In December of 1959, I attended the Football Banquet at Manual High School in Louisville, Kentucky. Manual High School won the Kentucky State Championship that year. On that Manual, team was Sherman Lewis. Sherman had signed a scholarship to attend Michigan State University and Duffy Daugherty, the head coach at Michigan State was the speaker at that banquet.
The head coach at Manual High was Tom Harper. Tom and I were close friends through our wives. Tom’s wife Coral, and my wife Sally, and I grew up in Logan, West Virginia. Coral and Sally were best friends. In fact, we lived on the same street in Louisville.
Sherman Lewis went to Michigan State in 1960 and completed his freshman year. In July of 1961, Tom Harper called to tell me he was going to meet with Duffy Daugherty. He asked me to go with him to the meeting to meet with Duffy afterwards.
After that meeting in 1961, Tom and I met with Duffy and he asked Tom if he would be interested in starting a football clinic in Louisville. The Coach of the Year Clinics founded by Duffy Daugherty and Bud Wilkinson had successful clinics in Grand Rapids, Atlanta, Georgia, Dallas, Santa Monica, Pittsburgh, Washington, D. C., and San Francisco. They had a clinic in Memphis but it did not draw well. Duffy wanted to move the Memphis Clinic to Louisville. Tom agreed to do the clinic and he asked me to assist him with the first Louisville Clinic in February of 1962.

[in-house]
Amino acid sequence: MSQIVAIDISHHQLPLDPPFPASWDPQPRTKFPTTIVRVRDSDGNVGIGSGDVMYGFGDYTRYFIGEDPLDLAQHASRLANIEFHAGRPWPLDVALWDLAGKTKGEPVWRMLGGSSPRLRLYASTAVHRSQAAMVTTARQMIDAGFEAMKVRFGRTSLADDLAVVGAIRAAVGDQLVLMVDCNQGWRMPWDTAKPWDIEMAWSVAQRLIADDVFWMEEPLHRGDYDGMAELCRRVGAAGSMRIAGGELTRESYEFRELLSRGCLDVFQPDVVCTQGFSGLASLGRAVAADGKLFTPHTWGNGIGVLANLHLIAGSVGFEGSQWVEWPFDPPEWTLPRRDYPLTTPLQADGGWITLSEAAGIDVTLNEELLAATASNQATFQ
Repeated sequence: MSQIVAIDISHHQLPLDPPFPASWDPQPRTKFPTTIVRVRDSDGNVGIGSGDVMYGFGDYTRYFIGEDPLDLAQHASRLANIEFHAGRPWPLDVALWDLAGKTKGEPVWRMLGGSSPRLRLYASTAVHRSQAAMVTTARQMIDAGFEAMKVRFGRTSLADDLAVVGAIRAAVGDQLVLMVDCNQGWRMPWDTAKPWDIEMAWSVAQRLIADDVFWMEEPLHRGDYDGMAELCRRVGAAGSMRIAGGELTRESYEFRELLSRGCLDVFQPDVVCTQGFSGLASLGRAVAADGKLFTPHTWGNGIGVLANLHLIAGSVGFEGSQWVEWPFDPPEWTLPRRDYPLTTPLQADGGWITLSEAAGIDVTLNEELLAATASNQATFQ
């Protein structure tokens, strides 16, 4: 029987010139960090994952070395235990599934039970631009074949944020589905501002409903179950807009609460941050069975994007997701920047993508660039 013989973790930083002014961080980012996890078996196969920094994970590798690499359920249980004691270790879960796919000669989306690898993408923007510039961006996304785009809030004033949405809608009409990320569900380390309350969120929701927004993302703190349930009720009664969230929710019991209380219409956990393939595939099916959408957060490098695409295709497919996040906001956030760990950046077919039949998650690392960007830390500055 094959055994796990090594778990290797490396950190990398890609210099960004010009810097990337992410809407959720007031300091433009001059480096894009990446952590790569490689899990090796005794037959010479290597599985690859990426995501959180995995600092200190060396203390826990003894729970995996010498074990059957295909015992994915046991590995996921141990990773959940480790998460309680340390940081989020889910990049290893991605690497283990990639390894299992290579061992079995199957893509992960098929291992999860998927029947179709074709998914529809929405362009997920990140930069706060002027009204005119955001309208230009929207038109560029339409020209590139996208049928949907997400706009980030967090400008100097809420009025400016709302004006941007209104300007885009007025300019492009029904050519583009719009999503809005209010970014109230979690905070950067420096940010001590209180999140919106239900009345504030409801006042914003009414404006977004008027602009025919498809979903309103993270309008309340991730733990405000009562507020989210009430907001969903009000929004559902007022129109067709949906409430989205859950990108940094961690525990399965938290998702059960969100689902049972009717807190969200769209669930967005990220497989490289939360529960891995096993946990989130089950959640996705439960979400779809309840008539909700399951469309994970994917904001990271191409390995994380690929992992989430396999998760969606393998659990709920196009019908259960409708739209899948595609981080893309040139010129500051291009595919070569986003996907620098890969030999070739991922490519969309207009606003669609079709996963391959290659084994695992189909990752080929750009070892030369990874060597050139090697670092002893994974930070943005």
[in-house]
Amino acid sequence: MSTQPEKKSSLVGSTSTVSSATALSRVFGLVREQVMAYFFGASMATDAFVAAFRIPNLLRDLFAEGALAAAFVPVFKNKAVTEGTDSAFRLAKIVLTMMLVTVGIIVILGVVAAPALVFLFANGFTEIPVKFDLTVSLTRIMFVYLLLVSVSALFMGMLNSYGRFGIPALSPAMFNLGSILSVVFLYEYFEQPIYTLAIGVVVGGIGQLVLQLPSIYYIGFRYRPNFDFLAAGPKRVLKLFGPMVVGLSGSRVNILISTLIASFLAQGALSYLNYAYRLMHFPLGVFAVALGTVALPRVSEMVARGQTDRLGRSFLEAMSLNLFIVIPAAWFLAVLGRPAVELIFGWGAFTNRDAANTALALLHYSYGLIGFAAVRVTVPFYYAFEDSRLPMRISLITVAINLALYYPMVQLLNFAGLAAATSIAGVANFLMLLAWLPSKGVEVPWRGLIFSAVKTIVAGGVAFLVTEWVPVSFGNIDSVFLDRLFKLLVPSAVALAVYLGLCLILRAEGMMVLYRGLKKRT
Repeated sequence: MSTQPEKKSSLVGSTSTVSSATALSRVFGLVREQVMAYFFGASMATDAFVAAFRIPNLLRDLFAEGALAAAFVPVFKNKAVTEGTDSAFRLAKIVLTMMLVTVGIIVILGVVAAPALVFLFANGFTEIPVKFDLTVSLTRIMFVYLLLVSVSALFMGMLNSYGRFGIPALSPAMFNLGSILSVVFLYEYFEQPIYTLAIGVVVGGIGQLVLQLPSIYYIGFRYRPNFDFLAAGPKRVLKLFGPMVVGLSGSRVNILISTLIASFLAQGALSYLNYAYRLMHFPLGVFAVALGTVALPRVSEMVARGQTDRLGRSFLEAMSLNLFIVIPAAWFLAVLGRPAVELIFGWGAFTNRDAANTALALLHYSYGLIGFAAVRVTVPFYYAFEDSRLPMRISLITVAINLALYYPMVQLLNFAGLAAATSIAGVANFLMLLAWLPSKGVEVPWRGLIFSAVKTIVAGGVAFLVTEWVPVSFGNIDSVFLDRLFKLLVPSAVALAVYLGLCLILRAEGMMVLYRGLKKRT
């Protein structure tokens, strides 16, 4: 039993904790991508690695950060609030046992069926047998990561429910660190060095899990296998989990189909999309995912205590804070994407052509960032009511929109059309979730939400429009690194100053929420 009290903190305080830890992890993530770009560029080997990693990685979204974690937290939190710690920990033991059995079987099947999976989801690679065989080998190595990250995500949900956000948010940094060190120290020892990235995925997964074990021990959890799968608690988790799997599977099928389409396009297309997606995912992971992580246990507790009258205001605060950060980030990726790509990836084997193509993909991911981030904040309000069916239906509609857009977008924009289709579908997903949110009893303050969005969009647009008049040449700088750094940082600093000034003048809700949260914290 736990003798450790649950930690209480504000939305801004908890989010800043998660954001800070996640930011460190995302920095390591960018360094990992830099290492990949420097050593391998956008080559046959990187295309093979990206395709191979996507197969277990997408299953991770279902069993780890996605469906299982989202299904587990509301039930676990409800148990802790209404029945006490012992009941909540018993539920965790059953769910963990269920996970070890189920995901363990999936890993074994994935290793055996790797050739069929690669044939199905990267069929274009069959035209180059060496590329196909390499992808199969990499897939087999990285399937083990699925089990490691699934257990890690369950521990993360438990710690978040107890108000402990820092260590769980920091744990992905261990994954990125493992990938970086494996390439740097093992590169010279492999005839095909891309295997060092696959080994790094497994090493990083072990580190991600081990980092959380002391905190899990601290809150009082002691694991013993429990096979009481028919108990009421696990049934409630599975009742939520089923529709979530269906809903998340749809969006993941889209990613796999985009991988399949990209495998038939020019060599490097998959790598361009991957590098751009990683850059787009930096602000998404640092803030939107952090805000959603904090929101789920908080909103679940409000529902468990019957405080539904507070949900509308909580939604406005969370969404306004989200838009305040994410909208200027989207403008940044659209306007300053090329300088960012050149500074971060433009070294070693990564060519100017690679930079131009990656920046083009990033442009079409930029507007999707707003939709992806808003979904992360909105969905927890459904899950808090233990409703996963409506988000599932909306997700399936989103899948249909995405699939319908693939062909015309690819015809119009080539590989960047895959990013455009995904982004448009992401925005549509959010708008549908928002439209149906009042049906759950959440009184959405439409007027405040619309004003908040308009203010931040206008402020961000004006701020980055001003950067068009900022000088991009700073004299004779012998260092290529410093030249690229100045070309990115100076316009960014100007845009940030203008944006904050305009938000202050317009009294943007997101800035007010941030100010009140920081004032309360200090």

Tom coached at Manual High School through 1964, before moving to Eastern Kentucky University as an assistant coach in 1965. Later he was an assistant at Oklahoma State, head coach at Wake Forest, assistant coach at Iowa State, North Carolina, Virginia Tech, and Clemson. He died in 1989.
Because Tom was involved in college coaching outside of Louisville, Tom asked Duffy and Bud to have me take over as the Louisville Clinic Director. I had served as Assistant Director, and handled most of the daily operations of the Louisville Clinic since Tom had moved on to college coaching. They agreed and officially, I became the Louisville Clinic Director in the summer of 1974.
In the mid 1980’s Duffy Daugherty bought Bud Wilkinson’s share of the Coach of the Year Clinic. Duffy had moved to Santa Barbara, California by that time. In August 1987, Duffy called me and told me he was not going to be able to do the clinics in 1988 because of a diabetic problem. He asked me to work with Coach Bill Yeoman of the University of Houston to keep the clinics going until he could get back the next year. Bill was an assistant under Duffy at Michigan State and a very good friend of the family. Duffy asked me to work with the other clinic managers to assist Bill as much as we could until he returned.
In early September of that year, Duffy called me again. He said the doctors wanted him to go on dialysis but he was not going to do that because of the quality of life it presented. He asked me to help keep the clinics going and to work with Bill Yeoman so Francis Daugherty would have an income after he was gone. He told me to keep the Clinic Manual going and to work with the other clinic directors to make sure the clinics continued. I assured Duffy I would do everything I could to see that the clinics kept going. I told him all of the Clinic Directors felt the same as I did in that respect. Duffy died on September 25, 1987, and Bill Yeoman ran the clinics for a couple of years.